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India Seeks ‘Differentiated Responsibility’ at Washington DC Climate Change Meet

Secretary-General Ban Ki-moon addresses the World Bank and International Monetary Fund (IMF) meeting in Washington D.C. Photo: World Bank/Simone D. McCourtie

With the Paris Meet 8 months away to decide the global approach to climate change and resolution to who should foot the carbon tax bill, a 2-day World Bank and International Monetary Fund (IMF) meeting on climate change is being held in Washington with 17 ministers, including India.

Indian environment minister Prakash Javadekar ahead of the meeting said, “Developed world would now have to walk the talk and will have to provide green climate fund to the developing world.” India may even bring into focus a successful and balanced agreement to address climate change.

India has announced its “Common but Differentiated Responsibility” approach to global climate change and seeks the developed world to pay the developing world or poorer nations like India and defer the carbon tax model by some time.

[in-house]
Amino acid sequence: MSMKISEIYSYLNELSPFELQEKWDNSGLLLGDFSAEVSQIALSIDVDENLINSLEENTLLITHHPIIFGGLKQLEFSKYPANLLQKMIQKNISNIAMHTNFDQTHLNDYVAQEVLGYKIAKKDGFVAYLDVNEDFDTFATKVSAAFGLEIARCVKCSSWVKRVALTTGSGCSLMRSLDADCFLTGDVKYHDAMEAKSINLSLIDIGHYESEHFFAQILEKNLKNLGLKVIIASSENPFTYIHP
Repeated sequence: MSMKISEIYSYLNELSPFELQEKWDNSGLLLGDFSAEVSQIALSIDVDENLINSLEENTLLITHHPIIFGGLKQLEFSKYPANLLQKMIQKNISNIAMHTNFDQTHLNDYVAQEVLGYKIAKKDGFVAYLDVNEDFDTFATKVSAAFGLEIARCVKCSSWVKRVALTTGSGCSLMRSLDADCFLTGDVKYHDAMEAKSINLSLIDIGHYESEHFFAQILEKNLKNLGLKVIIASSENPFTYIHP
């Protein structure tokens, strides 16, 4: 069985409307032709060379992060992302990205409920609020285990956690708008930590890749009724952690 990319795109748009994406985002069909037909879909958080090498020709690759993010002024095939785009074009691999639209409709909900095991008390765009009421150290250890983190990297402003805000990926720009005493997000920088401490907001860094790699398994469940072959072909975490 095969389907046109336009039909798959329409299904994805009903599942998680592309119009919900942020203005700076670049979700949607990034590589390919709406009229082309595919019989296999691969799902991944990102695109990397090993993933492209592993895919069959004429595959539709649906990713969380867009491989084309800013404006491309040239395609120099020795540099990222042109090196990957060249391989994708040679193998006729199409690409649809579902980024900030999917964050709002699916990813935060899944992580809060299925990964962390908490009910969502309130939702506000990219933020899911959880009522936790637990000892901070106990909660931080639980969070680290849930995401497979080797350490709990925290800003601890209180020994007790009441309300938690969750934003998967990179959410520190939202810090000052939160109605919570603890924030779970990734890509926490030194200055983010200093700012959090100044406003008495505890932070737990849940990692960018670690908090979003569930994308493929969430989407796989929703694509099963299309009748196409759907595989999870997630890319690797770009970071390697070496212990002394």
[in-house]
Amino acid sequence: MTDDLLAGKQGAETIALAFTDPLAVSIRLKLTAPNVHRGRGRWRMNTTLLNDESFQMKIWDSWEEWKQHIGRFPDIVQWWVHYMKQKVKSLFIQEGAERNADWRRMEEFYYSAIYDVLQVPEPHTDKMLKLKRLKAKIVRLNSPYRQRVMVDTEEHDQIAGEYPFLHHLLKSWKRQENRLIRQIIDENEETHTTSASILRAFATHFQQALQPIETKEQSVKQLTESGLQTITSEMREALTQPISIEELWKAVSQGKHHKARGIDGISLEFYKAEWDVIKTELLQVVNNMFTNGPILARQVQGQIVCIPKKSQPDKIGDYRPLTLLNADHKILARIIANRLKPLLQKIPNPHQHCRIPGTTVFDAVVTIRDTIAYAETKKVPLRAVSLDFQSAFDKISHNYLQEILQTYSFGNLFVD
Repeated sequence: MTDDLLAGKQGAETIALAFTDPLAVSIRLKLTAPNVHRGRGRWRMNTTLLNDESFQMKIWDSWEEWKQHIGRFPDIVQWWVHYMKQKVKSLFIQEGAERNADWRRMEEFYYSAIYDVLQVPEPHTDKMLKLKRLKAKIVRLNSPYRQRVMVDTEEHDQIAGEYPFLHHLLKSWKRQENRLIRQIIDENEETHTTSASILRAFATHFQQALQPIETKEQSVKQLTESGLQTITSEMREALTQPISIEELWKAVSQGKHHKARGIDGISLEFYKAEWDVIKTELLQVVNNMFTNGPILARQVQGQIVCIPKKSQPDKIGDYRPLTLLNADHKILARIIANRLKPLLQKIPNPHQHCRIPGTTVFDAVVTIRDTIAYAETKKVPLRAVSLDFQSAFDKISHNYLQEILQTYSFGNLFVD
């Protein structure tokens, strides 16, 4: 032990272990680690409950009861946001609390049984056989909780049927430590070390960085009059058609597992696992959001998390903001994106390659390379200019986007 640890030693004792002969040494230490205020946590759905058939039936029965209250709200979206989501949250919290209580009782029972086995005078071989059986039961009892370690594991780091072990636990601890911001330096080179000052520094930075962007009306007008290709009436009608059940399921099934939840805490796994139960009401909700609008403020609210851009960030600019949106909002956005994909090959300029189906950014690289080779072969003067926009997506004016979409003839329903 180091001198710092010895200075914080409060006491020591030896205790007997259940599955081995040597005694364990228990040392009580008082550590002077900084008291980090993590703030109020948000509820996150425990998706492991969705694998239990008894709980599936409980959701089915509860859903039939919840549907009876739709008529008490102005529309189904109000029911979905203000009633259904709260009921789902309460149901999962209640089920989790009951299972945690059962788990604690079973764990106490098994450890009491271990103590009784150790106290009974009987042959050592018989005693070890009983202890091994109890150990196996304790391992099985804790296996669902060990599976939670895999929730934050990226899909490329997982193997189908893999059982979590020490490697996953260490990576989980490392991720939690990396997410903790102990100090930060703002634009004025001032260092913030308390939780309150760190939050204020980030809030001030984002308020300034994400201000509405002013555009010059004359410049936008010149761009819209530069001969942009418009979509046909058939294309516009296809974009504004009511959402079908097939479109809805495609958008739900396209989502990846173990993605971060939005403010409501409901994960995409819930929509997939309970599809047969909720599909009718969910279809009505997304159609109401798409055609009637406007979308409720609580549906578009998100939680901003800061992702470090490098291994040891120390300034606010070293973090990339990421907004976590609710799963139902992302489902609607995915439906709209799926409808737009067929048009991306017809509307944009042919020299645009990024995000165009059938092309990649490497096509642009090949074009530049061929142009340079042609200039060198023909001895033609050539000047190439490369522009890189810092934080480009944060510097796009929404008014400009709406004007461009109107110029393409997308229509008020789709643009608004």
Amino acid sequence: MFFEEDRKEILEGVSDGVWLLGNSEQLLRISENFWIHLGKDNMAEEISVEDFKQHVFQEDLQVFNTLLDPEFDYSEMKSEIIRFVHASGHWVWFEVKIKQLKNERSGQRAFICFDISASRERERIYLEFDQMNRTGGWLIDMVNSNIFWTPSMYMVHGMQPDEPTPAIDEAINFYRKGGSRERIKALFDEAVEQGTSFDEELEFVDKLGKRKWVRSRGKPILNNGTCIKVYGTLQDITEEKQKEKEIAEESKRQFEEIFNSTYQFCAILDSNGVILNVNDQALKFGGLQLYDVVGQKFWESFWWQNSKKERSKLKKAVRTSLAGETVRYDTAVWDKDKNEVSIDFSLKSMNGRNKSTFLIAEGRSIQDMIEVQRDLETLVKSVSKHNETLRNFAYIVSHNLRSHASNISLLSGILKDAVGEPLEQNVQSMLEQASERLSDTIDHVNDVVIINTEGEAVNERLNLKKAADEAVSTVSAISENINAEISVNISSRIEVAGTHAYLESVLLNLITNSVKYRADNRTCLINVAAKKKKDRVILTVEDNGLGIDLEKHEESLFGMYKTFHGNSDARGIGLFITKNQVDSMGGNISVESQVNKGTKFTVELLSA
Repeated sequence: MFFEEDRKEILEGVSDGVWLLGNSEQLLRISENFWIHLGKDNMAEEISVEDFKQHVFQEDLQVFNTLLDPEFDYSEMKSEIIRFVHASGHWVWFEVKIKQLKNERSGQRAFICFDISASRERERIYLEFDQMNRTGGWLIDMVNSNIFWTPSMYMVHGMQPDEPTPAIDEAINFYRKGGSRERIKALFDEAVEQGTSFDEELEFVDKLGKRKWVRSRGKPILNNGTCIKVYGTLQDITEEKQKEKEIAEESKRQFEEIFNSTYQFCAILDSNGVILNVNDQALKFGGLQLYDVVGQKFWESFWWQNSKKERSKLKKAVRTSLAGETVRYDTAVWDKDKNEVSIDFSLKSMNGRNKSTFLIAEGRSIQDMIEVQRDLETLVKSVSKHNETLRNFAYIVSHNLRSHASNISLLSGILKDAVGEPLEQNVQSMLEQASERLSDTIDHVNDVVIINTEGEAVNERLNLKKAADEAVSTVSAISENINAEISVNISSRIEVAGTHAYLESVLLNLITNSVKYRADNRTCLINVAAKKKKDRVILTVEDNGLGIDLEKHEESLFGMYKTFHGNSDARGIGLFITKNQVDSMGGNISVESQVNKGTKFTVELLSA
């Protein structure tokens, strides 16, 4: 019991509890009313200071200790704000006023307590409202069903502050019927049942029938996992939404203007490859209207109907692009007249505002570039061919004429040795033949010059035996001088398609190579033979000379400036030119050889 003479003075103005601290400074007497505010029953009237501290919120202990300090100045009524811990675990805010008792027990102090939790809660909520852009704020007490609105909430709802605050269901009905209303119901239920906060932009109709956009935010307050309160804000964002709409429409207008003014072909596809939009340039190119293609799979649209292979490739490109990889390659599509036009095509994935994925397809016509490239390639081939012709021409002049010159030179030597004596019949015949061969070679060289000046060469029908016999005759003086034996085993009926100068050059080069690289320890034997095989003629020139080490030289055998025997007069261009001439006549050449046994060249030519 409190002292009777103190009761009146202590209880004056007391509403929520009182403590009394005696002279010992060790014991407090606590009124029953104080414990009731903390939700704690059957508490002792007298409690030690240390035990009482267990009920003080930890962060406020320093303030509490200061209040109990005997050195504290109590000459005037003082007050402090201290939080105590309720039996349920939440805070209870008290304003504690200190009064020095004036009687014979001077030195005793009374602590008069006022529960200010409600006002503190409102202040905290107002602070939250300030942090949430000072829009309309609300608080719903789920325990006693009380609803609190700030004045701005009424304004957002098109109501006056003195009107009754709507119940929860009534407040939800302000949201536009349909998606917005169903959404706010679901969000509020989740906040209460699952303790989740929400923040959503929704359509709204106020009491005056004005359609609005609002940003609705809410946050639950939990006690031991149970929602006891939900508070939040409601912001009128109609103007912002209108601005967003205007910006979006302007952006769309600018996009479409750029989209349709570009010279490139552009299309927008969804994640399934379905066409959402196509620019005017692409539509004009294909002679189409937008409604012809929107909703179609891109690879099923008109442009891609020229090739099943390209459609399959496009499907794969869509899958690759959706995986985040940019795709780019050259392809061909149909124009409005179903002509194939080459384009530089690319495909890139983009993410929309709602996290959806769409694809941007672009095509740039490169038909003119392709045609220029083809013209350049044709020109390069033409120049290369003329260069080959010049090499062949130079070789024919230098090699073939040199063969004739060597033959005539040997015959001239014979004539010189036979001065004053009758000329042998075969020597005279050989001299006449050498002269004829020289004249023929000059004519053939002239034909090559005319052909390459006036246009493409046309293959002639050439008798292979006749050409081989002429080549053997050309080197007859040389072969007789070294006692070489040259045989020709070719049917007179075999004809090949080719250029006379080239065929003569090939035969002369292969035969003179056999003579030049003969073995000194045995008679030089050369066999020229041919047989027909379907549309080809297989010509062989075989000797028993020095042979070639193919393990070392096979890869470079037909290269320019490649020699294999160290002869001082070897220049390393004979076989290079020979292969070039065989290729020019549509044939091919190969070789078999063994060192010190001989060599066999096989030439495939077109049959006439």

Hosted by the US, the Major Economies Forum on Energy and Climate, is expected to discuss future climate plans, or intended nationally determined contributions (INDCs). Besides, the transfer of technology and funds from the rich to the emerging nations will be focused by India at the meeting, said the minister.

The two-day Washington DC meeting provides all the 17 countries to focus on different approaches and reach a consensus or compromise before the beginning of the UN climate change meet scheduled to be held in Paris in December.

Besides India, French foreign minister Laurent Fabius and Peru’s environment minister Manuel Pugal Vidal, are participating at the meeting.

Opening the session on Sunday, United Nations Secretary-General Ban Ki-moon siad, “This year’s annual Spring meetings come at a critical moment. 2015 is our year to set the world on course to a more sustainable future for generations to come.”

He sought a “realistic” trajectory to mobilize $100 billion per year by 2020 that was pledged by developed countries in 2009 – with resources above and beyond official development assistance (ODA).

The UN Green Climate Fund has to be “up and running” – with projects and funding ready to go, which means at least half of the pledged contributions have to be in by October.



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